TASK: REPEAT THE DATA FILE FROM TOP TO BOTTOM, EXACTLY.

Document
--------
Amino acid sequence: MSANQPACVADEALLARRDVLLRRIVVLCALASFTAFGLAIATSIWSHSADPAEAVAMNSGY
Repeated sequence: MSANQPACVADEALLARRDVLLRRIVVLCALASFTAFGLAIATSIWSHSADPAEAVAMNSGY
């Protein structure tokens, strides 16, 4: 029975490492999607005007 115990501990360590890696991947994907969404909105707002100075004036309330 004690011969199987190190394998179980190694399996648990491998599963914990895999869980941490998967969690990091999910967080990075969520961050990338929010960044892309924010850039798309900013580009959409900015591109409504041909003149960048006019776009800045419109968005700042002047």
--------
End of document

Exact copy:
Amino acid sequence: MSANQPACVADEALLARRDVLLRRIVVLCALASFTAFGLAIATSIWSHSADPAEAVAMNSGY
Repeated sequence: MSANQPACVADEALLARRDVLLRRIVVLCALASFTAFGLAIATSIWSHSADPAEAVAMNSGY
């Protein structure tokens, strides 16, 4: 029975490492999607005007 115990501990360590890696991947994907969404909105707002100075004036309330 004690011969199987190190394998179980190694399996648990491998599963914990895999869980941490998967969690990091999910967080990075969520961050990338929010960044892309924010850039798309900013580009959409900015591109409504041909003149960048006019776009800045419109968005700042002047």